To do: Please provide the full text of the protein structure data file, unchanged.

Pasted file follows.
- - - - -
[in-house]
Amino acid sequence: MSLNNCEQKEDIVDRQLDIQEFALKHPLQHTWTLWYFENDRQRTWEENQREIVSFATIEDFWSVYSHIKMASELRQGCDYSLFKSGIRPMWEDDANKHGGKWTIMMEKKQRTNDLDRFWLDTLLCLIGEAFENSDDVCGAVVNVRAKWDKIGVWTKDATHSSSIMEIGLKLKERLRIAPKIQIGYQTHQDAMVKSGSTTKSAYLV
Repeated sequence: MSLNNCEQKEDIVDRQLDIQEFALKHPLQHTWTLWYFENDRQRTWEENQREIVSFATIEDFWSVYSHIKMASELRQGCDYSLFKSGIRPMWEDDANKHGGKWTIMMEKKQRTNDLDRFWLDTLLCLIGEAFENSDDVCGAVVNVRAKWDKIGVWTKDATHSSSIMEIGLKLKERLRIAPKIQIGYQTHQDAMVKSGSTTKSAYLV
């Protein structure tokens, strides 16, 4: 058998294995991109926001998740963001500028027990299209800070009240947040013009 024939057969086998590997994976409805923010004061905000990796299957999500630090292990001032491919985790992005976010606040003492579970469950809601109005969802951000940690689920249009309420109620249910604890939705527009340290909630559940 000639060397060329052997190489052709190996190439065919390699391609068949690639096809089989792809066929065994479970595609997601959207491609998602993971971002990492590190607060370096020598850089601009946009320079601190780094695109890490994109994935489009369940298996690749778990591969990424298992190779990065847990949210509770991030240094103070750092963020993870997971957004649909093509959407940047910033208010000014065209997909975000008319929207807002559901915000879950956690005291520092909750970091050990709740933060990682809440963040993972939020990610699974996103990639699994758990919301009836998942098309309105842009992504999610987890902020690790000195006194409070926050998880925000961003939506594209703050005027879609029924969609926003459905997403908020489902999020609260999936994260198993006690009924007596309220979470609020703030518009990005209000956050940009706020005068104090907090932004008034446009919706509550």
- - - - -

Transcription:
[in-house]
Amino acid sequence: MSLNNCEQKEDIVDRQLDIQEFALKHPLQHTWTLWYFENDRQRTWEENQREIVSFATIEDFWSVYSHIKMASELRQGCDYSLFKSGIRPMWEDDANKHGGKWTIMMEKKQRTNDLDRFWLDTLLCLIGEAFENSDDVCGAVVNVRAKWDKIGVWTKDATHSSSIMEIGLKLKERLRIAPKIQIGYQTHQDAMVKSGSTTKSAYLV
Repeated sequence: MSLNNCEQKEDIVDRQLDIQEFALKHPLQHTWTLWYFENDRQRTWEENQREIVSFATIEDFWSVYSHIKMASELRQGCDYSLFKSGIRPMWEDDANKHGGKWTIMMEKKQRTNDLDRFWLDTLLCLIGEAFENSDDVCGAVVNVRAKWDKIGVWTKDATHSSSIMEIGLKLKERLRIAPKIQIGYQTHQDAMVKSGSTTKSAYLV
């Protein structure tokens, strides 16, 4: 058998294995991109926001998740963001500028027990299209800070009240947040013009 024939057969086998590997994976409805923010004061905000990796299957999500630090292990001032491919985790992005976010606040003492579970469950809601109005969802951000940690689920249009309420109620249910604890939705527009340290909630559940 000639060397060329052997190489052709190996190439065919390699391609068949690639096809089989792809066929065994479970595609997601959207491609998602993971971002990492590190607060370096020598850089601009946009320079601190780094695109890490994109994935489009369940298996690749778990591969990424298992190779990065847990949210509770991030240094103070750092963020993870997971957004649909093509959407940047910033208010000014065209997909975000008319929207807002559901915000879950956690005291520092909750970091050990709740933060990682809440963040993972939020990610699974996103990639699994758990919301009836998942098309309105842009992504999610987890902020690790000195006194409070926050998880925000961003939506594209703050005027879609029924969609926003459905997403908020489902999020609260999936994260198993006690009924007596309220979470609020703030518009990005209000956050940009706020005068104090907090932004008034446009919706509550």